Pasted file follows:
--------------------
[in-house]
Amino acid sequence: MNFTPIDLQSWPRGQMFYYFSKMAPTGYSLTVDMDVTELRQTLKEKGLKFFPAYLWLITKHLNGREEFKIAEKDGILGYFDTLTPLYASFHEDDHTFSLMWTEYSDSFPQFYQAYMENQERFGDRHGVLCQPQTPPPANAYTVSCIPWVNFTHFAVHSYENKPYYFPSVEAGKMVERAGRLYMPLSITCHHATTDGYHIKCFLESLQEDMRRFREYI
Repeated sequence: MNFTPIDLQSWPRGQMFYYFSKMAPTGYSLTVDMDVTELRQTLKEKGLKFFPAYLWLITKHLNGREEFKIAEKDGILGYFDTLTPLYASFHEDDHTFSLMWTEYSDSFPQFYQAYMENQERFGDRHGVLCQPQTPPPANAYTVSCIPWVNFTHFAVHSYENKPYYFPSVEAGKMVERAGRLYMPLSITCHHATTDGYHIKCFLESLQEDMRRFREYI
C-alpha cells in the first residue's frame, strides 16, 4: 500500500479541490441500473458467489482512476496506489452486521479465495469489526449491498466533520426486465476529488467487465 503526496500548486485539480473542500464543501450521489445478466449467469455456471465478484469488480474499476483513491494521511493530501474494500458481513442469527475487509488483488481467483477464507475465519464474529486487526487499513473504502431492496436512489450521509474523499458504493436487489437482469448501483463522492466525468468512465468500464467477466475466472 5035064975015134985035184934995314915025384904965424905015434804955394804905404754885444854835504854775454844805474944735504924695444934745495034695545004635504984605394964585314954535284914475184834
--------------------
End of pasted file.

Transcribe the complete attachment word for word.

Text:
[in-house]
Amino acid sequence: MNFTPIDLQSWPRGQMFYYFSKMAPTGYSLTVDMDVTELRQTLKEKGLKFFPAYLWLITKHLNGREEFKIAEKDGILGYFDTLTPLYASFHEDDHTFSLMWTEYSDSFPQFYQAYMENQERFGDRHGVLCQPQTPPPANAYTVSCIPWVNFTHFAVHSYENKPYYFPSVEAGKMVERAGRLYMPLSITCHHATTDGYHIKCFLESLQEDMRRFREYI
Repeated sequence: MNFTPIDLQSWPRGQMFYYFSKMAPTGYSLTVDMDVTELRQTLKEKGLKFFPAYLWLITKHLNGREEFKIAEKDGILGYFDTLTPLYASFHEDDHTFSLMWTEYSDSFPQFYQAYMENQERFGDRHGVLCQPQTPPPANAYTVSCIPWVNFTHFAVHSYENKPYYFPSVEAGKMVERAGRLYMPLSITCHHATTDGYHIKCFLESLQEDMRRFREYI
C-alpha cells in the first residue's frame, strides 16, 4: 500500500479541490441500473458467489482512476496506489452486521479465495469489526449491498466533520426486465476529488467487465 503526496500548486485539480473542500464543501450521489445478466449467469455456471465478484469488480474499476483513491494521511493530501474494500458481513442469527475487509488483488481467483477464507475465519464474529486487526487499513473504502431492496436512489450521509474523499458504493436487489437482469448501483463522492466525468468512465468500464467477466475466472 5035064975015134985035184934995314915025384904965424905015434804955394804905404754885444854835504854775454844805474944735504924695444934745495034695545004635504984605394964585314954535284914475184834